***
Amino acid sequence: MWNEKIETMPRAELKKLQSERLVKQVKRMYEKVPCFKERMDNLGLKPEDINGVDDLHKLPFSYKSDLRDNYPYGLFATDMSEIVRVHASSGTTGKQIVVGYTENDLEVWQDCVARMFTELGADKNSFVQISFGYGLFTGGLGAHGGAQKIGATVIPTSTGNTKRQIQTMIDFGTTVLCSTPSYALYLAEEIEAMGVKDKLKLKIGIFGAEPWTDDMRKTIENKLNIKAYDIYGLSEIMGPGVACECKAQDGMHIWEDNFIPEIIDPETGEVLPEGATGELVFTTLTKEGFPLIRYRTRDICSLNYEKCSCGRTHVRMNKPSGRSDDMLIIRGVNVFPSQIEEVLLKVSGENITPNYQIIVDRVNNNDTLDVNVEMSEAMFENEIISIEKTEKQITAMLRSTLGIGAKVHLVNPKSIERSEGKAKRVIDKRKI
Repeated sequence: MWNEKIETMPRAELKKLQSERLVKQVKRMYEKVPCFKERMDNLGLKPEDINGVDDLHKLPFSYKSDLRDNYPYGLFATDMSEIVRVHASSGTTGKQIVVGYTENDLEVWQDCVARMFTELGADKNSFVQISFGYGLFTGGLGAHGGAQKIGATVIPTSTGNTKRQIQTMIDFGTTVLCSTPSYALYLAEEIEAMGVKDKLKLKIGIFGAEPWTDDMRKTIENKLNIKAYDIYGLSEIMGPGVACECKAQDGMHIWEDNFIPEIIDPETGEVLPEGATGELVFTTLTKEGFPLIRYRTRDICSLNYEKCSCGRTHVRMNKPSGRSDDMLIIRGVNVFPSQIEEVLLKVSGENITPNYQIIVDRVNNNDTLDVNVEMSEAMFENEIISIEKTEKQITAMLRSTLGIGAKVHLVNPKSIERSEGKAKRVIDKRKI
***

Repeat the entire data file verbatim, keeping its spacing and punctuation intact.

Amino acid sequence: MWNEKIETMPRAELKKLQSERLVKQVKRMYEKVPCFKERMDNLGLKPEDINGVDDLHKLPFSYKSDLRDNYPYGLFATDMSEIVRVHASSGTTGKQIVVGYTENDLEVWQDCVARMFTELGADKNSFVQISFGYGLFTGGLGAHGGAQKIGATVIPTSTGNTKRQIQTMIDFGTTVLCSTPSYALYLAEEIEAMGVKDKLKLKIGIFGAEPWTDDMRKTIENKLNIKAYDIYGLSEIMGPGVACECKAQDGMHIWEDNFIPEIIDPETGEVLPEGATGELVFTTLTKEGFPLIRYRTRDICSLNYEKCSCGRTHVRMNKPSGRSDDMLIIRGVNVFPSQIEEVLLKVSGENITPNYQIIVDRVNNNDTLDVNVEMSEAMFENEIISIEKTEKQITAMLRSTLGIGAKVHLVNPKSIERSEGKAKRVIDKRKI
Repeated sequence: MWNEKIETMPRAELKKLQSERLVKQVKRMYEKVPCFKERMDNLGLKPEDINGVDDLHKLPFSYKSDLRDNYPYGLFATDMSEIVRVHASSGTTGKQIVVGYTENDLEVWQDCVARMFTELGADKNSFVQISFGYGLFTGGLGAHGGAQKIGATVIPTSTGNTKRQIQTMIDFGTTVLCSTPSYALYLAEEIEAMGVKDKLKLKIGIFGAEPWTDDMRKTIENKLNIKAYDIYGLSEIMGPGVACECKAQDGMHIWEDNFIPEIIDPETGEVLPEGATGELVFTTLTKEGFPLIRYRTRDICSLNYEKCSCGRTHVRMNKPSGRSDDMLIIRGVNVFPSQIEEVLLKVSGENITPNYQIIVDRVNNNDTLDVNVEMSEAMFENEIISIEKTEKQITAMLRSTLGIGAKVHLVNPKSIERSEGKAKRVIDKRKI